Beaten biscuits have a history here in the South. When Eugene Walter wrote about them in American Cooking: Southern Style for Time-Life in 1971, he interviewed Mrs. J. Millard Tawes, wife of the former Maryland governor. He gave her recipe for six dozen biscuits and mentioned that once the dough is made, she puts it on a chopping block and “pounds it with a hammer, flailing away for 20 minutes.”
He also pictured them in the section on Thomas Jefferson, that he “relished such native delicacies as Jerusalem artichokes, grown and pickled at Monticello, and that Southern specialty, beaten biscuits.”
You can buy them online (although not many places offer them for sale, I imagine because they are so arduous to make) — I got these from Broadbent’s in Kentucky because they’re traditional Derby party food. Many people pair them with ham but beef bacon is quite fine too:
Shug has started to enjoy cooking with me, so we made them this past week from an old recipe that dates back to the 1700s. I found it in a cookbook that was so old that almost every letter ‘s’ was replaced with an ‘f’:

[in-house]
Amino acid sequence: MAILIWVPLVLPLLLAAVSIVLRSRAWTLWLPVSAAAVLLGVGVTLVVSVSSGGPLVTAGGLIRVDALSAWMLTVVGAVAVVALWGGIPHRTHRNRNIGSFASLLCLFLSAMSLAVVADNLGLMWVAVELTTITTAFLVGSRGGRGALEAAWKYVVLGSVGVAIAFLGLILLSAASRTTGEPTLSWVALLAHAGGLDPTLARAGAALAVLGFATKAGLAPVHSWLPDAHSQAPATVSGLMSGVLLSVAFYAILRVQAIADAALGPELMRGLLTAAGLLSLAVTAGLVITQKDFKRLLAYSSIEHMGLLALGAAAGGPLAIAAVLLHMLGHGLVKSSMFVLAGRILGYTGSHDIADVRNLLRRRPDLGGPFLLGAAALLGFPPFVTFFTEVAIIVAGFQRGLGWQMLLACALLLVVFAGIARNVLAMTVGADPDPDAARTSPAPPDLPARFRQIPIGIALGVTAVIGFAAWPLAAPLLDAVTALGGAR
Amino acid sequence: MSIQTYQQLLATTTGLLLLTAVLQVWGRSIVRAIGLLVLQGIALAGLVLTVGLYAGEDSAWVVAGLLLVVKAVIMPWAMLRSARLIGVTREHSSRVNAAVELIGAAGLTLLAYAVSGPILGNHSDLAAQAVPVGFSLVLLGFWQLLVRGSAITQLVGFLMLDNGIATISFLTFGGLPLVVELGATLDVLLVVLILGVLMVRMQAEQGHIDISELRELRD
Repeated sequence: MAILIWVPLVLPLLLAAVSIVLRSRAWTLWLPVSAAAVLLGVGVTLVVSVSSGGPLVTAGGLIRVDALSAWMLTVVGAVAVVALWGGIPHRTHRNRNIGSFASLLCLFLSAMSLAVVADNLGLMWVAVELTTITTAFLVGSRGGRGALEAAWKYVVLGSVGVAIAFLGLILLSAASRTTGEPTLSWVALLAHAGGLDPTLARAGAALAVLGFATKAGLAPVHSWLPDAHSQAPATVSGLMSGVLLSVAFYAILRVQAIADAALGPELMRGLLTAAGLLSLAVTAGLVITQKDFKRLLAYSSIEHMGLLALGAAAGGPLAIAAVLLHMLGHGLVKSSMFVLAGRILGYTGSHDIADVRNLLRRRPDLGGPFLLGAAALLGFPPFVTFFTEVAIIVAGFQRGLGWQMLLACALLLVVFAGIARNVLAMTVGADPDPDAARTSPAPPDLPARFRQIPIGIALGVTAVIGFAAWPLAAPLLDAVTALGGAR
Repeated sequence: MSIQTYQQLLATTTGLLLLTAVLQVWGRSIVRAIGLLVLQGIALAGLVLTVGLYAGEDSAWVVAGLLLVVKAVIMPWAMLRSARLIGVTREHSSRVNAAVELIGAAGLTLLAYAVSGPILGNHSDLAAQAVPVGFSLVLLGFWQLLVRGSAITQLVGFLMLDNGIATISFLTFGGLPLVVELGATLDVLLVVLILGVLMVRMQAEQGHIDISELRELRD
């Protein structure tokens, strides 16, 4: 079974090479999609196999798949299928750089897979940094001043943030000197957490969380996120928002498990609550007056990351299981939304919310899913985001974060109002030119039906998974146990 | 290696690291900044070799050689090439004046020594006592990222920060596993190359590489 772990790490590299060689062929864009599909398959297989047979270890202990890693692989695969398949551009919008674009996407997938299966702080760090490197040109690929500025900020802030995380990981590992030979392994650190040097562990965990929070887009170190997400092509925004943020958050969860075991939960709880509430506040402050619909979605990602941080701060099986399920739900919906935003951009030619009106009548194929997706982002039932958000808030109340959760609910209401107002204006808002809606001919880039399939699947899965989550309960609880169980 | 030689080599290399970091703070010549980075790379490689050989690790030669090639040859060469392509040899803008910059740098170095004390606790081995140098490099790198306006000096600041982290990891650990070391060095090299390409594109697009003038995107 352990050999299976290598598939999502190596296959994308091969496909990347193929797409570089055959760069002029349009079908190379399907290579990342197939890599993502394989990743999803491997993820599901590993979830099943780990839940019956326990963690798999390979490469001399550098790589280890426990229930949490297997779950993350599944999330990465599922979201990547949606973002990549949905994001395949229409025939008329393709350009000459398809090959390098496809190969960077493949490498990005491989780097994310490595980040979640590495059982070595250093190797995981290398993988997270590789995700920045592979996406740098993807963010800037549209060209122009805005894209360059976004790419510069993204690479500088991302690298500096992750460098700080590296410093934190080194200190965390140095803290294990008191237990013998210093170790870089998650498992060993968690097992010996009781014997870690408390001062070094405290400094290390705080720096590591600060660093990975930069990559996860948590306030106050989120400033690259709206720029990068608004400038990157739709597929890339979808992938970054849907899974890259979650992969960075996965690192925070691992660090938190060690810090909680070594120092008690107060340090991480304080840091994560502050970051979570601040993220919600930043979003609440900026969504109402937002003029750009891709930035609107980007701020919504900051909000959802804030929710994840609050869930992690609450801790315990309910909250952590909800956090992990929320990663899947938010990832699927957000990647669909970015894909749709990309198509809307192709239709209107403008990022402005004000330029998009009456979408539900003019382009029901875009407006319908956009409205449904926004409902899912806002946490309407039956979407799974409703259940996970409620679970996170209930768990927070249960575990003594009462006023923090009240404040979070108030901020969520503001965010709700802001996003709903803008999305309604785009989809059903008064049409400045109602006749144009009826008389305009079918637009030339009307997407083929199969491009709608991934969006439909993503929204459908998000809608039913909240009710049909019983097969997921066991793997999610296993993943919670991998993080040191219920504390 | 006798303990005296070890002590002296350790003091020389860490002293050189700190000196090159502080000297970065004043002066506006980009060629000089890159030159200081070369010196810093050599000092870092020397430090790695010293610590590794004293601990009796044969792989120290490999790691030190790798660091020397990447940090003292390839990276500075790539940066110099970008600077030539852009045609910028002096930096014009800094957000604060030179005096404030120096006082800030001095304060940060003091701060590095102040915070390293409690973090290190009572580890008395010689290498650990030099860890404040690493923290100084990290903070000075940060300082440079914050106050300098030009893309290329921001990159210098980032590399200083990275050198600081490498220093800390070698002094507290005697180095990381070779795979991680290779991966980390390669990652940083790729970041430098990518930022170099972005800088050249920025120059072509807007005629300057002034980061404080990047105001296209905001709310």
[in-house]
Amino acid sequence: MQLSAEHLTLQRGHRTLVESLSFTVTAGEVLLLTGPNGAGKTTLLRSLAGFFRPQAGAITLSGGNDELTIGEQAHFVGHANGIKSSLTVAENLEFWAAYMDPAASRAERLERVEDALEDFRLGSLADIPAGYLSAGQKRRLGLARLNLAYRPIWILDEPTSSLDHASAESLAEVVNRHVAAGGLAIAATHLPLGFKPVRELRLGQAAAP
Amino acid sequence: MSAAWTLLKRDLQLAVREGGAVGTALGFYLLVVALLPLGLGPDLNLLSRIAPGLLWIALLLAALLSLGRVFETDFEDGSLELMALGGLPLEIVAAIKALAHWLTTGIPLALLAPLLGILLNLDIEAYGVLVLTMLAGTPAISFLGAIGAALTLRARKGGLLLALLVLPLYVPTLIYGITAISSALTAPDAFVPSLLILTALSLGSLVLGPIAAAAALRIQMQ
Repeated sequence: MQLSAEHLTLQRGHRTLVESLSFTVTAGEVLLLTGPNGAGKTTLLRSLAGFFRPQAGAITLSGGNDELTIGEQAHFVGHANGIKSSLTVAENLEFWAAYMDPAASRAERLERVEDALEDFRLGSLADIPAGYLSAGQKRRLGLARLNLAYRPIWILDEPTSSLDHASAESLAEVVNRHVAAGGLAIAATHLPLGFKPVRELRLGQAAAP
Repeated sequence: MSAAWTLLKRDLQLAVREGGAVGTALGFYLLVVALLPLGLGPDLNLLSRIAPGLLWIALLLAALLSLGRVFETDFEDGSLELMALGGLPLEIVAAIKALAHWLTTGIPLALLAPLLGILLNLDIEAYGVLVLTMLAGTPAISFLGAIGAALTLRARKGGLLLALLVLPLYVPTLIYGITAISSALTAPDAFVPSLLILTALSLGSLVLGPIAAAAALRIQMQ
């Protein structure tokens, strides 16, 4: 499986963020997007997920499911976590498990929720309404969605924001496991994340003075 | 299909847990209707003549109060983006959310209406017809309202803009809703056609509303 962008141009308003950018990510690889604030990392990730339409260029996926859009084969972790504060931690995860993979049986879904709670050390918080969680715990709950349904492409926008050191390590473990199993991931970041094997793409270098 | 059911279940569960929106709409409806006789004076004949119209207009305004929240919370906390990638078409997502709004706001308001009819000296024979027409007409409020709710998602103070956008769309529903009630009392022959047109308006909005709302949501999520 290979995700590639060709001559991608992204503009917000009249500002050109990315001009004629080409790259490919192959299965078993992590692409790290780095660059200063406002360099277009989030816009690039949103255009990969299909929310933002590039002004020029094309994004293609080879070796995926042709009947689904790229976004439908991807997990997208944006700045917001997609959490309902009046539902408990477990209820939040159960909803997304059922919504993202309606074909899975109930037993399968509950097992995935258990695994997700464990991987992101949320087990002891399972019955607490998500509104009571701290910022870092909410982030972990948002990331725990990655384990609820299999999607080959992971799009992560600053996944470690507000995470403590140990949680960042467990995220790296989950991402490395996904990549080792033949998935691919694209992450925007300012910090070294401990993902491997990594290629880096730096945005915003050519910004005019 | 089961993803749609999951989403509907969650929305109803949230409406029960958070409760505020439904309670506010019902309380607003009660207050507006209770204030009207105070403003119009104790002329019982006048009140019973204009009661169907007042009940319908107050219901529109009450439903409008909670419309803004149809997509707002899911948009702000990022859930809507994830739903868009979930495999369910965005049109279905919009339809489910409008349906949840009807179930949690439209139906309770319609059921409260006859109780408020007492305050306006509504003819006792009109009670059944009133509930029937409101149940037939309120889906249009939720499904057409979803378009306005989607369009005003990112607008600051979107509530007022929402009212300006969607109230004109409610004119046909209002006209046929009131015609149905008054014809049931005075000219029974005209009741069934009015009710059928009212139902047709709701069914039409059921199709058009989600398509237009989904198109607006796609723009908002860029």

“Take one quart of flour, lard the size of a hen’s egg, one teafpoonful of salt. Make into a moderately ftiff dough with fweet milk. Beat for half an hour…”
How much lard (I used butter) do you think equals a hen’s egg? I asked some friends on FB and the most popular answer was 1/4 to 1/3 of a cup, which according to this page is right (1/4 c.)!
Rather than beat the dough for a half hour with a hammer, we put it in the Cuisinart and let it do the work for us — about seven minutes later, the dough was smooth and velvety and ‘popped’. It needed no flour at all when Shug helped me roll it out. We cut the biscuits out with a jelly glass, then put the customary three rows of three pinpricks (just used a serving fork) on, then into a 400* oven for about 25 minutes:
They were just as good as the ones we got from Broadbent’s and maybe even a little better. Now, these aren’t gorgeous, fluffy, huge cathead biscuits like I make in a cast iron skillet here at home and make everything smell wonderful, but these are simple, subtle, fair, more cracker-like biscuits.
The boys loved them spread with a little bit of the apple butter we got this past weekend at the Amish community in Mississippi.